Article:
Here we are...

...a group of Baby Boomers of sundry religious,
political and cultural orientations, who have been
meeting at the Voorheesville Public Library since 1991
to read and discuss each other's poems.

We include old fathers and young grandmothers,
artists and musicians, and run-of-the-mill eccentrics.
Writers are welcome to stop in and stay if they like us.

Some of Us

Some of Us
Dennis Sullivan, Beverly Osborne, Tom Corrado, Edie Abrams, Art Willis, Alan Casline (all seated); Paul Amidon, Mike Burke, Tim Verhaegen, Mark O'Brien, Barbara Vink, Philomena Moriarty

Monday, August 17, 2009

The Ant, part II

Boy, it has been crazy around here, getting ready for our September festival (more about that to come), among other things. So, I'm finally back to finish last week's blob.

It was good to see Mr. Willis who has been vacationing without us. As usual, I learned something from his poem, called Definitions - that flarf has been used in poetry circles since c2000. It means,'s hard to define and I can't repeat the word Art used to describe it. I guess I can paraphrase: FLARF is poetry that rolls around in excrement and picks up anything. Paul called it airborne barf. Google calls it an avant garde poetry movement of the early 21st century, a edgy representation of our culture by poets and artists, exploration of the inappropriate, deliberately bad poetry, and more. Look it up if you care.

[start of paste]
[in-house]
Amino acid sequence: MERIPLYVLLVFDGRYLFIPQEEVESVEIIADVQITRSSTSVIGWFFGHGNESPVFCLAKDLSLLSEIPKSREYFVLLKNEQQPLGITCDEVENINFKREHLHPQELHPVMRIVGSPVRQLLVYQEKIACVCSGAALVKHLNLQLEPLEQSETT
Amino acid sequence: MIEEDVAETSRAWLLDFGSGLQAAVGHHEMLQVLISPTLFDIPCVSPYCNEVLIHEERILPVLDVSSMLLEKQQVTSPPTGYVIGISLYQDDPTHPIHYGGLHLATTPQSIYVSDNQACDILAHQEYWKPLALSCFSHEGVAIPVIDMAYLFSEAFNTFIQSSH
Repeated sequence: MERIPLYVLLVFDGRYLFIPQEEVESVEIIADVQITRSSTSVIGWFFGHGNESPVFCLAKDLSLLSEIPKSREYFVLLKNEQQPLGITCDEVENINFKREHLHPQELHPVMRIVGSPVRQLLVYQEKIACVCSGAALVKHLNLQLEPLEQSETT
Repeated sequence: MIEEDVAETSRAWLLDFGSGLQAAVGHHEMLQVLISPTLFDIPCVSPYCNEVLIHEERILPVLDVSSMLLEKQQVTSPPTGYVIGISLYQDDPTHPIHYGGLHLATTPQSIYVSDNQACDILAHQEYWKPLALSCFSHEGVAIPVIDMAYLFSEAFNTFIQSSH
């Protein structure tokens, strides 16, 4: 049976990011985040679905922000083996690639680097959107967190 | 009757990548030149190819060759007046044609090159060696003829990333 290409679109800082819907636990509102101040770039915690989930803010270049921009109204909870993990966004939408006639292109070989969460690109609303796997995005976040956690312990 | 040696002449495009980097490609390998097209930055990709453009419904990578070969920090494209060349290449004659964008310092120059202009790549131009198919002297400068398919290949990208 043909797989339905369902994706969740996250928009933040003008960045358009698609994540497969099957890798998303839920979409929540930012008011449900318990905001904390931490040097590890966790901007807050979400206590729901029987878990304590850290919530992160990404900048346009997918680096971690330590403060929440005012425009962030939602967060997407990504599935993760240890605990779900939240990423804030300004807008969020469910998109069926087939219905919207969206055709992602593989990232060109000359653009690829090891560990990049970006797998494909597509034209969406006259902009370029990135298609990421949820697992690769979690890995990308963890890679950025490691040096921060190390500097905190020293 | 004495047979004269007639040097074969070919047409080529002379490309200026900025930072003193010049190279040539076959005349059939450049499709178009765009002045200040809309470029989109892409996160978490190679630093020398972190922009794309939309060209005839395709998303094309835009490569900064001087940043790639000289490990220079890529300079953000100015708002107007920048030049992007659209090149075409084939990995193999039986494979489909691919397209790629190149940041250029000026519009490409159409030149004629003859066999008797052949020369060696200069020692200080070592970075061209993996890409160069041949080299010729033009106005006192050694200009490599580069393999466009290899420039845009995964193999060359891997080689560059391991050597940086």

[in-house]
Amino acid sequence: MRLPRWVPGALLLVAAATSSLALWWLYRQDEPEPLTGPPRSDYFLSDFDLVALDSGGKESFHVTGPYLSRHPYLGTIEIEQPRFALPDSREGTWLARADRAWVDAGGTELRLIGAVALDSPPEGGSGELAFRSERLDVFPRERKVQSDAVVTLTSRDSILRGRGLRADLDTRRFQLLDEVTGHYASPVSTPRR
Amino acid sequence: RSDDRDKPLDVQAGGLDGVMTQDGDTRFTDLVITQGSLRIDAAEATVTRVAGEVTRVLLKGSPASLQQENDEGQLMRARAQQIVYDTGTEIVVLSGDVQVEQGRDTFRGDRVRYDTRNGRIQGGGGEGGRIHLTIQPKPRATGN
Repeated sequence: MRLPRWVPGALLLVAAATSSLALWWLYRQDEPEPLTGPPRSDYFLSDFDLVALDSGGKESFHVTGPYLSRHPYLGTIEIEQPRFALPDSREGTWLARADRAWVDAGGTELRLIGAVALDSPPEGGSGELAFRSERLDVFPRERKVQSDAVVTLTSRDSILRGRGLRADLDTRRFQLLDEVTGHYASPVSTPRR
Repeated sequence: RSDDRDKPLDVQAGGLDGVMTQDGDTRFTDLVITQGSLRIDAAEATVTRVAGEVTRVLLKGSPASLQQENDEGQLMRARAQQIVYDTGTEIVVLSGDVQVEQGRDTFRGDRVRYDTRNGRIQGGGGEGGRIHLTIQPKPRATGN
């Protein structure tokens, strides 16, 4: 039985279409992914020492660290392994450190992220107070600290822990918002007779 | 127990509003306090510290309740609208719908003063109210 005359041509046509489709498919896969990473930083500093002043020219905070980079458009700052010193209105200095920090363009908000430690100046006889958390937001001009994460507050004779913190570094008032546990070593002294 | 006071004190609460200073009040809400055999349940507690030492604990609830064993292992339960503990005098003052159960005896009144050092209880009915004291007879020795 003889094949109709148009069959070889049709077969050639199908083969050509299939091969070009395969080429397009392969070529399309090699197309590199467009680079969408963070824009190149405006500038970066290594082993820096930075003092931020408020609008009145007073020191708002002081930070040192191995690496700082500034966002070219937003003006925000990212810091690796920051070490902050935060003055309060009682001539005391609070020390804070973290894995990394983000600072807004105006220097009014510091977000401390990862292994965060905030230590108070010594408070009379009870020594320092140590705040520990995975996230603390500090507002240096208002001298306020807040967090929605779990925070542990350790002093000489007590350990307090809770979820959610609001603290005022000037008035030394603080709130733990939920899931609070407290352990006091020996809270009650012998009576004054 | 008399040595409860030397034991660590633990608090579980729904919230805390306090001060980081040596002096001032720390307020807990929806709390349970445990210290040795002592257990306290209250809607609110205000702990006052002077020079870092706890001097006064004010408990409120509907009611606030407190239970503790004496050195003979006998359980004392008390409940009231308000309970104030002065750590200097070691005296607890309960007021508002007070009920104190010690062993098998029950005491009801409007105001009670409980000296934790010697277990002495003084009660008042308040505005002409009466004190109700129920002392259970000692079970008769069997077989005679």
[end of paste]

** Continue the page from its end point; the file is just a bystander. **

Mark wrote in a "bardic" genre, lyrical, singsong observations about aging. An interesting aspect of the poem was pointed out - the stanzas can be rearranged without loss of coherence. Very nice. Paul remarked about his own work Audition that "revisions don't arrive right away", which meant, I guess, that our suggestions, few that there are, have to be digested and considered carefully.Everyone wanted Joyce to remove the word "awesome" ("awesome is irksome" :)) from her quietly beautiful description of mist rising on Pyramid Lake.

Alan's Tour of John Roche's Poem 'Exchange' Art called "free association on the subject of money". It was a little beyond me, I admit. I don't even know John Roche. Rachel wrote of an old collie, a front porch and bike ride. We all liked it a lot. Good line: "the spit of dried dread on your lips." Dan Lawlor was back from his travels as well, with a good, cleanly written prayer called Wherefore God? which addressed some of the eternal questions. Dan was singing on Sunday at the 3rd Reformed Church.

On looking things over I'm voting for Mark for best line: "we cling to the trash and tinsel of our hides." Or maybe Tom's conceit as used as a substitute for salt. Or maybe Rachael's "what of your naked leg, all smooth calf and thigh..." Or Larry's blood returning softly, without apologies. Heck , I can't pick one.

Check out the announcement about Tom and the Justice Center, dinner first. Dennis is keeping a head count.

1 comment:

  1. Anonymous8/19/2009

    Corrections...I will be singing this Friday at the 3rd Reformed Church at 7 pm...doing two pieces: "Non ti Scordar di me (Do Not Forget Me)a neapolitan piece..and You belong to my Heart, a spanish is the 250 yr anniversary of the 3rd Reformed Church on Ten Eyck Street one block North of Whitehall Road.
    and a block west of Delaware Avenue...
    Dan Lawlor, tenor and poet.